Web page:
Last week’s revision of the scale of the recession only deepens the puzzle of how well the labour market has performed. The Office for National Statistics now reckons output fell 7.1 per cent from its peak at the end of 2007 to the trough in the second quarter of 2009, rather than its earlier estimate of 6.4 per cent.

Yet employment dropped by less than a third of that rate – by 2.1 per cent from end-2007 to its low point in early 2010, far less than in previous recessions. Unemployment rose from 5.2 per cent of the workforce to 8 per cent – below the 10.7 per cent reached in 1993 or 11.9 per cent in 1984. Various reasons have been put forward, among the most persuasive being the notion that employers hung on to more staff, especially skilled ones, to avoid past problems of being short-handed when the upturn came. Low interest rates meant fewer insolvencies. Whole industries did not collapse. There were wage freezes, part-time work and a certain amount of shorter working hours, although it is uncertain whether these factors were much greater than in the past.

Some economists suspected the drop in output was less extreme than estimated, but the revision suggests the opposite. In a flexible market you expect employers to shed a lot of jobs, as happened in the US, leading some to suggest rigidities have crept into the UK market – but I have not come across many employers who complained they could not make redundancies because it was too expensive or they feared tribunal claims.

It may be years before we fully understand why the labour market behaved in this way. It has been good for workers but there is a downside: falling productivity, coupled with low investment and a loss of productive capacity, looks set to constrain future economic growth potential.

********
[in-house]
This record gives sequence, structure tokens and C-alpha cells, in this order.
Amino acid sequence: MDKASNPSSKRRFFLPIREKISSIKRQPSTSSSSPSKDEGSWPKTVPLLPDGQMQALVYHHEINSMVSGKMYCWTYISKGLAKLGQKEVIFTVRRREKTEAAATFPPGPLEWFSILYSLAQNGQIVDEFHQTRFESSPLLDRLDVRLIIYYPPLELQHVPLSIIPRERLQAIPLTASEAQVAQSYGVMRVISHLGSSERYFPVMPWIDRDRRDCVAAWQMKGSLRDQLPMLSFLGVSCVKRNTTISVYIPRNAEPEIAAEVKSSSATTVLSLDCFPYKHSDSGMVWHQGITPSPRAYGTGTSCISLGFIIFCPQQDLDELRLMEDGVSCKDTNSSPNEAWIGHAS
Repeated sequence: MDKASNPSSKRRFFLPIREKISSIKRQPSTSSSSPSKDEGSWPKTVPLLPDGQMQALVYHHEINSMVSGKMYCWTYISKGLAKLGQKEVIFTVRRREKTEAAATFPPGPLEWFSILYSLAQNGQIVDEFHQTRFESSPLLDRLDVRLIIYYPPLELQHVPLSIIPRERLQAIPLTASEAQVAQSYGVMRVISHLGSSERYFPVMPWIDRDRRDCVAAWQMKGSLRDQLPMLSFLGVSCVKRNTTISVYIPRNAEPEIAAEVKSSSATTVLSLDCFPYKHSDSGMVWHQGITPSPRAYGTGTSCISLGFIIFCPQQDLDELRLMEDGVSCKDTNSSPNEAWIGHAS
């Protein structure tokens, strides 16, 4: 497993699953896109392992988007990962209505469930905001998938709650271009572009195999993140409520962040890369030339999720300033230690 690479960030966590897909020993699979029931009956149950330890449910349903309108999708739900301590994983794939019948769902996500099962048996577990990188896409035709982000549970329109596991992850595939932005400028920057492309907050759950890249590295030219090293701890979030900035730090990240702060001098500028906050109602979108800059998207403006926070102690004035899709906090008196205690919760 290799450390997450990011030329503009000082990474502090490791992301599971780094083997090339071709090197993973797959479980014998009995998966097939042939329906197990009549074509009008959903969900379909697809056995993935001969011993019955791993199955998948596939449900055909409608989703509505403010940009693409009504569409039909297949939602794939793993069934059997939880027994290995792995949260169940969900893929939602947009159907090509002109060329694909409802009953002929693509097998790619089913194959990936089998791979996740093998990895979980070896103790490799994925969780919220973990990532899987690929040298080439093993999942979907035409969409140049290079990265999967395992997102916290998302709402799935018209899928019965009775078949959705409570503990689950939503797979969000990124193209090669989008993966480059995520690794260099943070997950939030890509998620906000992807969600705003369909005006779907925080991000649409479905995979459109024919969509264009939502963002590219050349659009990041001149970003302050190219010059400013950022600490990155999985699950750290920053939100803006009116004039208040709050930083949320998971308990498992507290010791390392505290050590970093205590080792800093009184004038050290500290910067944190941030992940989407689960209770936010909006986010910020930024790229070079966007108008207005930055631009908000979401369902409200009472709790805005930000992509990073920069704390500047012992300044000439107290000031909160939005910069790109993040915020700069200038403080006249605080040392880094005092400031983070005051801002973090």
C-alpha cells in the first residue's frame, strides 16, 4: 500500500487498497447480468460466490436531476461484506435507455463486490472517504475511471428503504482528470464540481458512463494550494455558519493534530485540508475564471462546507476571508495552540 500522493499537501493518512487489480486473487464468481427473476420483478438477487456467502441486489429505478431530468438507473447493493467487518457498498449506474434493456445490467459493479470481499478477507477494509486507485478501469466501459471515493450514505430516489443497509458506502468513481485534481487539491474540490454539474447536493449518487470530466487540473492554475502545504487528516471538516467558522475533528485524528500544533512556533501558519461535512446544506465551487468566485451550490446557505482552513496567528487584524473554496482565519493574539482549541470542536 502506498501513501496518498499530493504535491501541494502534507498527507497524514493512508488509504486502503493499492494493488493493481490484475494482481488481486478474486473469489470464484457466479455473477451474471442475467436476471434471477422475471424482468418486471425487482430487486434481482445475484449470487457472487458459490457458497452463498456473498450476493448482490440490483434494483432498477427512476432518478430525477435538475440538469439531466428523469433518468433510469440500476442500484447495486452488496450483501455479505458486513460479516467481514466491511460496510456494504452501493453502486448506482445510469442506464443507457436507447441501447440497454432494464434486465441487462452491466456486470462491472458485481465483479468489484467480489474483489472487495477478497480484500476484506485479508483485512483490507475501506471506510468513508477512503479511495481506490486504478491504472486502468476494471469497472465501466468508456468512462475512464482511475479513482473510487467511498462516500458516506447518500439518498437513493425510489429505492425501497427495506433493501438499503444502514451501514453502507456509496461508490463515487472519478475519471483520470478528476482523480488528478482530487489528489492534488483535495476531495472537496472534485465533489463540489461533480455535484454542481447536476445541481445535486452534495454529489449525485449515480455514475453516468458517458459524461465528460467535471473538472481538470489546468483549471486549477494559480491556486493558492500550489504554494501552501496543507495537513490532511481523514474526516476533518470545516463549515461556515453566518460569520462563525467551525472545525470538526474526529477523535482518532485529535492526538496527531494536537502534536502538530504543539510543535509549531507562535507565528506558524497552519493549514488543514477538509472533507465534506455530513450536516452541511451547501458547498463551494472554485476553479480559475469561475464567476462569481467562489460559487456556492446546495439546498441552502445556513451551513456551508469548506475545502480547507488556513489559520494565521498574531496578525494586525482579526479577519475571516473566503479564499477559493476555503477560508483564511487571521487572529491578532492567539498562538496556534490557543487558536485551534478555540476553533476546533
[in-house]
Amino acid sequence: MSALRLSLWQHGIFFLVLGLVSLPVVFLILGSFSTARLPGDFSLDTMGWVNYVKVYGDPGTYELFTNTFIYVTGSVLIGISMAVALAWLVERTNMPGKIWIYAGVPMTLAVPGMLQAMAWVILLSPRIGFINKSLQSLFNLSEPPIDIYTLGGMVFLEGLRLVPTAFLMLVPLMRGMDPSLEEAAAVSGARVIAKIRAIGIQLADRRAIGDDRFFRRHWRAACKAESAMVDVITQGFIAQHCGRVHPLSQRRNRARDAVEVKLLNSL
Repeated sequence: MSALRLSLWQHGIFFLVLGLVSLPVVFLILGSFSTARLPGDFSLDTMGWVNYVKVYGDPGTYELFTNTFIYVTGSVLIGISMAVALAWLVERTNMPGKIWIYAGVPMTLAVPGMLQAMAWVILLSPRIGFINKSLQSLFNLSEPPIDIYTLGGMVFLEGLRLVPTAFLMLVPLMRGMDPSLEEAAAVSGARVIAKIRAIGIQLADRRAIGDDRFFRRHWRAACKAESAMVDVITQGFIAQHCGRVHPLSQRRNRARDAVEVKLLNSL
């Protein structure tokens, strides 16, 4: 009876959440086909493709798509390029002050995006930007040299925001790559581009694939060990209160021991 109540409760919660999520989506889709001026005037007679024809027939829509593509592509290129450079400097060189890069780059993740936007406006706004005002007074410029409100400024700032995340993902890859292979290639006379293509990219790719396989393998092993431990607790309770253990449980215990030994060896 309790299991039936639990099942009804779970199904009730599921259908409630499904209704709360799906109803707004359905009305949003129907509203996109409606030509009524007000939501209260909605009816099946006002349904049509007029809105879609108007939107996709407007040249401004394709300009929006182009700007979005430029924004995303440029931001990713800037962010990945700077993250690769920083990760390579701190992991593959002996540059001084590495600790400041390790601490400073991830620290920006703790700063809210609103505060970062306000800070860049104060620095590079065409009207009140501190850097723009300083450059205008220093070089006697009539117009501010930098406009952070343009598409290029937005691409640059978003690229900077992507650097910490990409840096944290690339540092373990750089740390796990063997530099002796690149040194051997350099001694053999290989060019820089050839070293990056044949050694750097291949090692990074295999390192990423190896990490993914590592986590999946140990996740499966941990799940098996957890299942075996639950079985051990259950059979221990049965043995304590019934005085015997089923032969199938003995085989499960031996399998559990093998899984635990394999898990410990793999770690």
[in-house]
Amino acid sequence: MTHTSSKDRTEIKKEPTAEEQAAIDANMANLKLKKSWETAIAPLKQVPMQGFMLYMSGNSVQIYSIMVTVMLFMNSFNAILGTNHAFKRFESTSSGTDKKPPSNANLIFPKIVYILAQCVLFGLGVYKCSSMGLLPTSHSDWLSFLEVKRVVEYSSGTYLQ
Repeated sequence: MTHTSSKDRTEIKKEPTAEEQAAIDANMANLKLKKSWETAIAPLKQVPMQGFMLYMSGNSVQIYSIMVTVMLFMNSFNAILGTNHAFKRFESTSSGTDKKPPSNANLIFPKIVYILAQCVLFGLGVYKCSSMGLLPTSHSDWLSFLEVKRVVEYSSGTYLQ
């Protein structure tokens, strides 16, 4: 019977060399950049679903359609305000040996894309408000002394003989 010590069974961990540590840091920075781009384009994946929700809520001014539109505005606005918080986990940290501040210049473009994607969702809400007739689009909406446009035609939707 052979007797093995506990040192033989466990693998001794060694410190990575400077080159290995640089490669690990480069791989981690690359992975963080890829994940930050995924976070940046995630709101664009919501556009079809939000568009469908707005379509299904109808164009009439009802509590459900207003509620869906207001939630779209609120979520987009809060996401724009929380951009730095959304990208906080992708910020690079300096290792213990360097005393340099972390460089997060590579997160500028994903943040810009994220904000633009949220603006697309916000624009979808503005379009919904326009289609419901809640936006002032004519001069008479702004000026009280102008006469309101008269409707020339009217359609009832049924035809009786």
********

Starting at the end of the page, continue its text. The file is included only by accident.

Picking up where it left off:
We are likely now to see a period of unemployment rising from the current 2.51m as public sector jobs cuts bite and job creation slows, though probably not to the 3m or 3.5m once predicted. Beyond that, few would be surprised if the labour market recovery was slow over the next few years. But the market has defied expectations at every turn, so I hesitate to call this a forecast.

Banx illustration

Brutal choice

Preston Bus Station, completed in 1969, is arguably Britain’s most divisive building. The World Monuments Fund is the latest body to call for this “brutalist” concrete structure, due to be demolished to make way for an open-air shopping mall, to be saved.

Brutalism is a phrase used by Le Corbusier from the French béton brut, or “raw concrete”, rather any implied thuggishness about the architecture. Birmingham Central Library, another modernist building due to be demolished when a new library opens in 2013, is also on the WMF’s watch list.

The Preston building has twice been refused a protective Grade II listing by central government despite English Heritage’s recommendations. Lend Lease’s new Tithebarn shopping development will ironically be designed by Building Design Partnership, the bus station’s original architect.

Many locals consider the bus station dirty, smelly and frightening, but a Lancashire Evening Post poll last year showed it was the most popular building in Preston, beating neoclassical monuments such as the Harris museum.

Notebook wonders whether, with a little imagination, the bus station could be revitalised and retained within the development. The UK already has too many dull, identikit shopping malls. But these straitened times do not leave much room for the unusual.

North-south switch

Some coalition objectives seem to conflict with each other. Its new homes bonus, an incentive for English councils in which the government matches council tax for six years, aims for a much-needed boost to housebuilding. But it also looks likely to shift spending from north to south, militating against the aim of rebalancing economic activity away from south-east England.

The National Housing Federation reckons the north will lose £104m ($162m) a year while the south gains £324m, because funding will come partly from top-slicing grants to councils. The Northern Housing Consortium, which has made similar projections, is calling for the bonus to be fully funded by the Treasury. Even though money is tight, it has a case.

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